Thriving on a Riff: Jazz and Blues Influences in African American Literature and Film

Thriving on a Riff: Jazz and Blues Influences in African American Literature and Film

Thriving on a Riff: Jazz and Blues Influences in African American Literature and Film

Thriving on a Riff: Jazz and Blues Influences in African American Literature and Film

Synopsis

From the Harlem Renaissance to the present, African American writers have drawn on the rich heritage of jazz and blues, transforming musical forms into the written word. In this companion volume to The Hearing Eye, distinguished contributors ranging from Bertram Ashe to Steven C. Tracy explore the musical influence on such writers as Sterling Brown, J.J. Phillips, Paul Beatty, and Nathaniel Mackey. Here, too, are Graham Lock's engaging interviews with contemporary poets Michael S. Harper and Jayne Cortez, along with studies of the performing self, in Krin Gabbard's account of Miles Davis and John Gennari's investigation of fictional and factual versions of Charlie Parker. The book also looks at African Americans in and on film, from blackface minstrelsy to the efforts of Duke Ellington and John Lewis to rescue jazz from its stereotyping in Hollywood film scores as a signal for sleaze and criminality. Concluding with a proposal by Michael Jarrett for a new model of artistic influence, Thriving on a Riff makes the case for the seminal cross-cultural role of jazz and blues.

Excerpt

Thriving on a Riff is a contribution to the growing body of work on jazz, blues, and their multiple influences in other forms of African American and American culture. The provisional term for this relatively new area of discourse is jazz studies, although there may be a case for Sun Ra’s tongue-in-cheek neologism “jazzisticology,” which (considered etymologically) appears to mean the study of the “jazzistic,” in other words, that which aspires, or pertains, to being like, about, or in the style of, jazz. While jazzisticology seems unlikely to catch on, it does have the advantage of marking a distinction between the study of jazz itself (in a nuts-and-bolts musicological sense) and the study of things that are jazz related. Thriving on a Riff belongs to the latter category and sharpens its focus further to examine two of the many cultural forms affected by African American music: literature and film.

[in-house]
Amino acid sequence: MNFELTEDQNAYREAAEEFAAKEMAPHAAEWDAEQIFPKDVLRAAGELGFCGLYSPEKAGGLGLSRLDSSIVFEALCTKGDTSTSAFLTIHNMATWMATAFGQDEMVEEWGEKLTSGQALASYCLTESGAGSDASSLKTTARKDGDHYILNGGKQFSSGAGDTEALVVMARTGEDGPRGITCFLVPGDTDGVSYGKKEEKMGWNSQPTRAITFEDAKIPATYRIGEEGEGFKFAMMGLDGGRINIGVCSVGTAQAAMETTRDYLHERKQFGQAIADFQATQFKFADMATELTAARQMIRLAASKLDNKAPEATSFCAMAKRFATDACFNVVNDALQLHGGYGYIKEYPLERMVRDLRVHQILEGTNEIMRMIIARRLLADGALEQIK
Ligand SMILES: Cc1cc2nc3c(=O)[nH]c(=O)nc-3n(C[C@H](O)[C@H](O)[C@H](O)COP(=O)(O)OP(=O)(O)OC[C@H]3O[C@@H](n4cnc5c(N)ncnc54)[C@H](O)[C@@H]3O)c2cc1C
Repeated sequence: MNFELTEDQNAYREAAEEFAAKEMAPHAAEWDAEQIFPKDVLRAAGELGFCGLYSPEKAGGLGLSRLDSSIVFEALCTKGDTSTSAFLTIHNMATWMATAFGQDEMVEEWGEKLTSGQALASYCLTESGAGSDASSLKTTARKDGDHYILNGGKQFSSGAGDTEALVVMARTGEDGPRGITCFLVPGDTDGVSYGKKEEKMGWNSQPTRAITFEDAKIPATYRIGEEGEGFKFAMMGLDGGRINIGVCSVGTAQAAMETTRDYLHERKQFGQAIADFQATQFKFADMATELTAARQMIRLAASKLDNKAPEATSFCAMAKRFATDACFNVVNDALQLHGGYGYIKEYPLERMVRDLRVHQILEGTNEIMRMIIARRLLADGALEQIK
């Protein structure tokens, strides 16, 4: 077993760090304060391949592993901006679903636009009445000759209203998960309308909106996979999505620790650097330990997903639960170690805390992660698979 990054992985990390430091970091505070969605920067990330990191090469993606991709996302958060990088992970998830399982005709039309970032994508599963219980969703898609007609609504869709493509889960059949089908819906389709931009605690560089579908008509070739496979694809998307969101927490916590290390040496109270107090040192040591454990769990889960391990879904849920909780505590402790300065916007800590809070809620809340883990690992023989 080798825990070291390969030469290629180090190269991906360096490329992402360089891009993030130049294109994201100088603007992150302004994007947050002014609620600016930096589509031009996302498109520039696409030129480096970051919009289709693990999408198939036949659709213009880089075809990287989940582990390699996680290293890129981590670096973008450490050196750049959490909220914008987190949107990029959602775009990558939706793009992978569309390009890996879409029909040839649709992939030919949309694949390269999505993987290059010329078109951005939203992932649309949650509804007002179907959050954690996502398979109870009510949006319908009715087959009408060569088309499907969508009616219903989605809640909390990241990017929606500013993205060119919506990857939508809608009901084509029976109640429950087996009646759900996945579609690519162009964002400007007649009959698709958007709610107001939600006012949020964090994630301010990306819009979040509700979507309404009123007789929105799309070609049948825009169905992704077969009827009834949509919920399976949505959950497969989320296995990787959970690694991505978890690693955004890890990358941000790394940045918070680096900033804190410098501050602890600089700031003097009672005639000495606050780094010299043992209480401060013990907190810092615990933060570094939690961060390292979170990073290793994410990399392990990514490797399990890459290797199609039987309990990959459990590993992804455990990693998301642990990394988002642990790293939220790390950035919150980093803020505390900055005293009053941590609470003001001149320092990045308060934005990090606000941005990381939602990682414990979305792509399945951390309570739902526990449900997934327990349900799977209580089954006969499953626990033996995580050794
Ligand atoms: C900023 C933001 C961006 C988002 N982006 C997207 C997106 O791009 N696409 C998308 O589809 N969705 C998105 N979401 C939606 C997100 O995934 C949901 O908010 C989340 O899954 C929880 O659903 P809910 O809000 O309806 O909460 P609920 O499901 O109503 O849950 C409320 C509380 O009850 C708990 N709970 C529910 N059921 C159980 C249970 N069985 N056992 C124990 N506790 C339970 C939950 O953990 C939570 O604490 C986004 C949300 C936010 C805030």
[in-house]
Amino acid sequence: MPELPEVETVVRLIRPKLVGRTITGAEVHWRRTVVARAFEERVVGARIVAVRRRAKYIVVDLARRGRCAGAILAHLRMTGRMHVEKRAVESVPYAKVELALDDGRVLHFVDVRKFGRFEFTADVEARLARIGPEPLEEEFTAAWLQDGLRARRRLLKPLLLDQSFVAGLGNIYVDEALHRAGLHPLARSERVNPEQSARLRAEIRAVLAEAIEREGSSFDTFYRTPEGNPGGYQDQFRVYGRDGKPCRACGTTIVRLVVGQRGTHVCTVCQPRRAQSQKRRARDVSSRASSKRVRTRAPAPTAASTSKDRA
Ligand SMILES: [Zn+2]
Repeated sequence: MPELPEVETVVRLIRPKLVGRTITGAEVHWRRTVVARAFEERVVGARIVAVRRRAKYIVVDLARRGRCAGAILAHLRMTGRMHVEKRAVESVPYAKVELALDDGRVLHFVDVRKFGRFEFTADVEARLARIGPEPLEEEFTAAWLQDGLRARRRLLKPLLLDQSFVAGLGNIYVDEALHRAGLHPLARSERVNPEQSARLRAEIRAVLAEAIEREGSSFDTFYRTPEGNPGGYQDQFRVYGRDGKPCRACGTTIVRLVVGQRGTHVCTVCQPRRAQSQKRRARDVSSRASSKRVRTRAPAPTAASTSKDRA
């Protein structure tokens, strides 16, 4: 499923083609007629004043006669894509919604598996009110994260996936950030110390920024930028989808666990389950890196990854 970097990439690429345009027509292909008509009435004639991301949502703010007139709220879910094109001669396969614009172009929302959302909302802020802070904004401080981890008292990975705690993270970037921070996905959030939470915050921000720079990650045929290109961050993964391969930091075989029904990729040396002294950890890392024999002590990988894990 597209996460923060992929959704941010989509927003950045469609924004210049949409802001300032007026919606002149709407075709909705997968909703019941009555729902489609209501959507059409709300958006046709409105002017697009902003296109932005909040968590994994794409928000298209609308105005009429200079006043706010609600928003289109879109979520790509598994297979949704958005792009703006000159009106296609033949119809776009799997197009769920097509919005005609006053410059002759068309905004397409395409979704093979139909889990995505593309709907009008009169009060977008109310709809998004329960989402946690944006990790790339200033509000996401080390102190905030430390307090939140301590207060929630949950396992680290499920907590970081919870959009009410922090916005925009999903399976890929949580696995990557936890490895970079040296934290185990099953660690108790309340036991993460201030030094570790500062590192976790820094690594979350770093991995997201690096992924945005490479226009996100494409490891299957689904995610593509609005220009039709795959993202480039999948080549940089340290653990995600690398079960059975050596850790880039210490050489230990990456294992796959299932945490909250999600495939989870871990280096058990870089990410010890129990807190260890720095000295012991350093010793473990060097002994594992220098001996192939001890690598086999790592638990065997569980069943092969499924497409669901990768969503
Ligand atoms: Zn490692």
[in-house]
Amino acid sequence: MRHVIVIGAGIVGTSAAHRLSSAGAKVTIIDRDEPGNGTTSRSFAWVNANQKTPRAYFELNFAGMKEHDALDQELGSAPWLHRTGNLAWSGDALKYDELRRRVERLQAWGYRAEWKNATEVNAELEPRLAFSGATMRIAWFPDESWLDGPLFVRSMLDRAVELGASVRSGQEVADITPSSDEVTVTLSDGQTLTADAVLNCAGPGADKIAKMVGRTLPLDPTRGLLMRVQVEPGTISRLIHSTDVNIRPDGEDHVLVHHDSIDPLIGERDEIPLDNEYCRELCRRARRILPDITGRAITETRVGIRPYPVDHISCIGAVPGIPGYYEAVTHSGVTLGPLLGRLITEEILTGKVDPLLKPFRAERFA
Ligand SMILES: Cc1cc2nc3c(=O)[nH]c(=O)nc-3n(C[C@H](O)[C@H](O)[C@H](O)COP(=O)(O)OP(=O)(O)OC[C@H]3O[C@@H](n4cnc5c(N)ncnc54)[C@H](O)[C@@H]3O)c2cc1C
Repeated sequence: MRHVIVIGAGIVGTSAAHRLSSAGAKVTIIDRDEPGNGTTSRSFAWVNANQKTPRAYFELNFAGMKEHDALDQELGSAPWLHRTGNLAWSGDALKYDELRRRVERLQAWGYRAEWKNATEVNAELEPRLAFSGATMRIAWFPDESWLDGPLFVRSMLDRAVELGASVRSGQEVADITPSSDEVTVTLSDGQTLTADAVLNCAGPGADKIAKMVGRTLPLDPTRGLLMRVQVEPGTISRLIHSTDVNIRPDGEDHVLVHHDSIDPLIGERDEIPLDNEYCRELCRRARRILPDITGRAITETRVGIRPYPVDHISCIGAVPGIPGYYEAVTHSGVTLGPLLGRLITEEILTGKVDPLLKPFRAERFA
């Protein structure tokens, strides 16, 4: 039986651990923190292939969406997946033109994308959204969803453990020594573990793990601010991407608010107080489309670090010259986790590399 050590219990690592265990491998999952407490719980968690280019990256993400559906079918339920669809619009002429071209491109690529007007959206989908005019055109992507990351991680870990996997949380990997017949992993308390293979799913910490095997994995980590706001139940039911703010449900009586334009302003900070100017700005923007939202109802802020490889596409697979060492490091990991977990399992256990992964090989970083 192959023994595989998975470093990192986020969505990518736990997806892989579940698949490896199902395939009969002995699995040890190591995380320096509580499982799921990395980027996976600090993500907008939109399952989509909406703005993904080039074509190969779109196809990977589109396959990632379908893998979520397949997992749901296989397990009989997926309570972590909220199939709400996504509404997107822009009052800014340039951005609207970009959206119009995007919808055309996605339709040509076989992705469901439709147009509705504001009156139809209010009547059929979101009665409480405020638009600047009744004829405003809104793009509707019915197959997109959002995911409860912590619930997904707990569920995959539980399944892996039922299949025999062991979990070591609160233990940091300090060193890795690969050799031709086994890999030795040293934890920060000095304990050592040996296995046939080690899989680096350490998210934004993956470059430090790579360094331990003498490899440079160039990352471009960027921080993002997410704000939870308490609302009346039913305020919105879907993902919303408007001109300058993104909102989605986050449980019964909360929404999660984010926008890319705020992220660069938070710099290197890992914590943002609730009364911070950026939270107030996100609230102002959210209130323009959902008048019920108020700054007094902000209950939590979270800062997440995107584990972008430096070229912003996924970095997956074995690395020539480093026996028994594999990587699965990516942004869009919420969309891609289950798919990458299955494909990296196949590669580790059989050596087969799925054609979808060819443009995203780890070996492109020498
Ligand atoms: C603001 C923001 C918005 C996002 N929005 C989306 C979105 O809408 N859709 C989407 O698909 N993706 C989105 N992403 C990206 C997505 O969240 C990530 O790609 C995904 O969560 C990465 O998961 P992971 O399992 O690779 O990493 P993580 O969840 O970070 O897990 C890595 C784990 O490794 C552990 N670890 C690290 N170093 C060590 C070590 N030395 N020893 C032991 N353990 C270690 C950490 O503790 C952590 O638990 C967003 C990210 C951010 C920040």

While that music has become hugely popular and influential far beyond the communities that produced it, its role within African American culture has been especially profound. Numerous black writers have confirmed this: from James Baldwin’s bald assertion, “It is only in his music … that the Negro in America has been able to tell his story,” to Bob Kaufman’s more poetic coinage:

Dirt of a world covers me
My secret heart
Beating to unheard jazz.

This recognition of the music’s crucial importance, both to African American culture and beyond, can be traced back to W. E. B. Du Bois, who referred in The Souls of Black Folk to the gifts that Africans had brought to America, notably “a gift of story and song—soft, stirring melody in an ill-harmonized and unmelodious land.” That gift was tempered by the tribulations of slavery and . . .

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